Trip – Camper Creek watershed

Just back from a couple of days exploring the area NW of Port Renfrew. My wife and I made a trip there back in May but bad weather limited how much exploration we did. This time it looked like our summer had finally arrived so we headed out there to see what was what. Turned out the gate on Grierson main was locked so we could not make it up to the nice view point we camped at back in May, so we headed west on Camper main and found a spot just on the southern edge of Walbran Provincial Park. Yup, another campsite on a logged off area – we joked about writing a book “Slash Camping on Southern Vancouver Island”.

But the view was magnificent, looking over the logged area of Camper Creek watershed, to the south and west the virgin forest of Pacific Rim National Park (West Coast Trail), and Juan de Fuca Strait and Washington to the far south. This panorama doesn’t show the park boundaries, but just to orient you, Port Renfrew Β is pretty well behind that dip on the left.

I’m not going to go on and on trying to defend our habit of camping on logging spurs, we’re just different, ok?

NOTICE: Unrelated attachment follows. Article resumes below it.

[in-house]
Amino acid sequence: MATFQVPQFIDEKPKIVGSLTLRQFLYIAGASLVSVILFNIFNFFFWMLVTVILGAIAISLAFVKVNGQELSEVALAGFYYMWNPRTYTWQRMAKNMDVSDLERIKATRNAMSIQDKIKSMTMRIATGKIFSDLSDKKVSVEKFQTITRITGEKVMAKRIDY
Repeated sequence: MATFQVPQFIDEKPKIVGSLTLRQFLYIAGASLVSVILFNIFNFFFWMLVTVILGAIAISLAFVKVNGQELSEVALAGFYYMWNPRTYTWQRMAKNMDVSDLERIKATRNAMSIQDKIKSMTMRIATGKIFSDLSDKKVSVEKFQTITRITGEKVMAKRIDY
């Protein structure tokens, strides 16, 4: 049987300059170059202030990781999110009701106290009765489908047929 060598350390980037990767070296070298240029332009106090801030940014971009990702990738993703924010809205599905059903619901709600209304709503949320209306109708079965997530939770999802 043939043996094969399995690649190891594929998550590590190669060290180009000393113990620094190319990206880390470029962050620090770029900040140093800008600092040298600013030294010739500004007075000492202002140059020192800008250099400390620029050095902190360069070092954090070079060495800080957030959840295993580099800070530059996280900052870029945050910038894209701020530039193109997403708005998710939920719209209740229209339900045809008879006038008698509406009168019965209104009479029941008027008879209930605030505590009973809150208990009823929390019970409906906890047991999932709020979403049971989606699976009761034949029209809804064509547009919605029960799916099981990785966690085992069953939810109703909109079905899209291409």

A bit of haze was coming in over the straits as the sun set.

Next morning, thick marine cloud had arrived.

We packed up and headed down the slope and further west, exploring spurs and dead ends. All the way to the Pacific Rim National Park boundary. On the way we found another logged view point. You almost can see our first night spot back up on the ridge to the left, middle of pic, narrow vertical grey logged area.

About 950 metres further west is the National Park boundary, it is logged right up to it.

I don’t know why I take pictures of giant stumps without some object in frame to give an idea of size, but I do. This cedar stump really is bigger than you think.

Had a look at Sandstone creek.

And then back up to to the previously scouted campsite.

It really wasn’t that bad. See the cloud still on the deck in the background?

The low cloud made the sunset quite spectacular.

The cloud started to form around us after the sun went down.

And in the morning, we got the cloud full on. Damp and chilly.

On our way back home, we stopped at a spot on the Gordon River, a few km upstream of the marina.

All in all a pretty good trip. No one got hurt, no van problems, no run ins with bears (plenty of bear poop around), and plenty of food and drink. What more can you ask for?